“Now, there are specific sections for Bears, Porcupines, Primates, Antelope etc. The fact that rodents, including different species of rats, have found an honorable mention in the Act is significant since they are all treated as pests. Enforcement agencies used to find it difficult to locate species in the Schedule since they were distributed all across. Besides, many sub-species that were not included have now been included in the Act,” the critic said.
Some experts have also flagged that there is an exception made for conservation breeding centers which can be misused. As per the existing law, a zoo cannot acquire, transfer or sell any wild or captive animal except from another recognized zoo. The Bill passed has a provision stating that this will not apply to breeding centres. This will allow the breeding centers to acquire animals which are either in captivity or in wild for conservation breeding, Dutta said.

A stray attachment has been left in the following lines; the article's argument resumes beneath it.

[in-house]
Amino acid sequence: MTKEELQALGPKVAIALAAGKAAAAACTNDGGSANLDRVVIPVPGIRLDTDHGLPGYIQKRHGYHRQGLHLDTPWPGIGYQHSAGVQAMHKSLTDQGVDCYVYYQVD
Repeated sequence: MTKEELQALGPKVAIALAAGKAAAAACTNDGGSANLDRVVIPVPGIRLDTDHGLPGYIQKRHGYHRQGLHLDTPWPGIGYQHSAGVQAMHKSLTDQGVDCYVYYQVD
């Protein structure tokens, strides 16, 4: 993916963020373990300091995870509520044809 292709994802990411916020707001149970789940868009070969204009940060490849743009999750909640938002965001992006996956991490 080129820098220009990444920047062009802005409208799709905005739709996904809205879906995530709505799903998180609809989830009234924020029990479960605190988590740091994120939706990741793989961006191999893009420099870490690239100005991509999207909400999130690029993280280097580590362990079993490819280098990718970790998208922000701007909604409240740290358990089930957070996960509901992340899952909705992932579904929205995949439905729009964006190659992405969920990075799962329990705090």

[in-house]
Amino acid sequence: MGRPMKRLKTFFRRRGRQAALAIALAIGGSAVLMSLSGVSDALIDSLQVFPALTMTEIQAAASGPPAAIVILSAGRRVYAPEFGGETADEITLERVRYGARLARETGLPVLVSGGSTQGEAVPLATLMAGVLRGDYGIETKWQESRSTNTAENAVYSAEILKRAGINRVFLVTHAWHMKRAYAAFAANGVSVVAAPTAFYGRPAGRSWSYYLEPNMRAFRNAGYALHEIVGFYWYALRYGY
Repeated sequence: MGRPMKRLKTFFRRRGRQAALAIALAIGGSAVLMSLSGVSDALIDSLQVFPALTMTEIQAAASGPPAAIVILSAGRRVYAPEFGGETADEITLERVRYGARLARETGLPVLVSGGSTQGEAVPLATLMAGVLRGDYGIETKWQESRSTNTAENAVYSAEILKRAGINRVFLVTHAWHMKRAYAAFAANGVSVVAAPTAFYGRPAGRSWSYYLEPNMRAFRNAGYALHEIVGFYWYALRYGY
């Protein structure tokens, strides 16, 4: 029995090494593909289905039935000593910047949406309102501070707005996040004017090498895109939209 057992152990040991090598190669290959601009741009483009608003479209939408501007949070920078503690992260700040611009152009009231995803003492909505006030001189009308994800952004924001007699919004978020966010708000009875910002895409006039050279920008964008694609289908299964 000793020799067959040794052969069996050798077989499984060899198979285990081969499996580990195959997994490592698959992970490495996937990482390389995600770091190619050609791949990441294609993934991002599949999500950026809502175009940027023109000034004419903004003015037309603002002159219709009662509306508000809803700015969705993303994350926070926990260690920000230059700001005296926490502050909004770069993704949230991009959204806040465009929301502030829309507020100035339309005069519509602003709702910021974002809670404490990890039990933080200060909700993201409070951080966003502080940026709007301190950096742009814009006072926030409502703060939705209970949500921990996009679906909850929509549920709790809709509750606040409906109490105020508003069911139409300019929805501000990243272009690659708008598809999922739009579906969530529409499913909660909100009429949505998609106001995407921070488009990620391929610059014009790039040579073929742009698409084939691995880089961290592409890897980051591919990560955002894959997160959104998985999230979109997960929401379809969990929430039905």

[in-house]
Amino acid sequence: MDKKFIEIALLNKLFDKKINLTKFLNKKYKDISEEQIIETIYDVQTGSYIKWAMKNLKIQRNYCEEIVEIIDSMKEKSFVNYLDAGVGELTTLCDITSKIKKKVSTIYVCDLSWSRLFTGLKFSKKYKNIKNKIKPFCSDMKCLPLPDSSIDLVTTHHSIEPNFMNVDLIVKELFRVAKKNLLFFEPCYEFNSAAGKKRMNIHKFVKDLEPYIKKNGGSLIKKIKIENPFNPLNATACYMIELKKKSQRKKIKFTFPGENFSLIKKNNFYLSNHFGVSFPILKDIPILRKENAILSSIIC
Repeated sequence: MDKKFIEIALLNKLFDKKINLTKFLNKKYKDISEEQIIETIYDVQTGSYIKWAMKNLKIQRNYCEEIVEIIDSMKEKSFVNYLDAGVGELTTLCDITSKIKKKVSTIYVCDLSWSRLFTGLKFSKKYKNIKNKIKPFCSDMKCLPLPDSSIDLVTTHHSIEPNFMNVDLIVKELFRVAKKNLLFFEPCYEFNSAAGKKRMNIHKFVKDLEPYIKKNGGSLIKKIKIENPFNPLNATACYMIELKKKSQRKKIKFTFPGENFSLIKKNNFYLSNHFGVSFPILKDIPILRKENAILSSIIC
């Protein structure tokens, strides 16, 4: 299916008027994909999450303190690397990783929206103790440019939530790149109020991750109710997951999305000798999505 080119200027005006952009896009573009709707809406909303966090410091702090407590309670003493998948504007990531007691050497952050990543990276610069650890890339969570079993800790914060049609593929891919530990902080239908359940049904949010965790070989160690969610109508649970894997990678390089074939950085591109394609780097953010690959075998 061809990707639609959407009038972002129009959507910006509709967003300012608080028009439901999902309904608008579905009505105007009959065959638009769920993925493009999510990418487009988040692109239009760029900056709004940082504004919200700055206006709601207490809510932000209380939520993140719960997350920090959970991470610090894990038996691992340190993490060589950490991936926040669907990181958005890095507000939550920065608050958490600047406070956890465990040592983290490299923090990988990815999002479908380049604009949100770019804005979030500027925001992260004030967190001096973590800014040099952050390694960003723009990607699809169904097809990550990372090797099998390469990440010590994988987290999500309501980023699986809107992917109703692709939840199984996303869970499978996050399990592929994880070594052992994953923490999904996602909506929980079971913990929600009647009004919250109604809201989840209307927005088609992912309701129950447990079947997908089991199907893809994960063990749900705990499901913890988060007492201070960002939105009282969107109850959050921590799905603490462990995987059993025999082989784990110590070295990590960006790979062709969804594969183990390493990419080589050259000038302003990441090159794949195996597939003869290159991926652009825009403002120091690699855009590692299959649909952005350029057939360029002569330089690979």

“Now, there is an exemption for ‘conservation breeding centre’. Also exempts transfer of elephants. Given the recent interest by big corporates towards private Zoos, I seriously hope this provision isn’t misused,” tweeted Debadityo Sinha, senior resident fellow at Vidhi Center for Legal Policy.
The Bill passed on Tuesday amends the Wild Life (Protection) Act, 1972, for better implementation of the Convention on International Trade in Endangered Species of Wild Fauna and Flora (CITES).
According to a statement issued by the environment ministry responding to queries from HT, the Bill provides for the relevant definitions, the designation of the CITES Management and Scientific Authority, the conditions for trade of CITES-listed species, and other relevant matters. “In addition to this, certain other amendments have also been proposed so as to make the Act more comprehensive,” the statement said.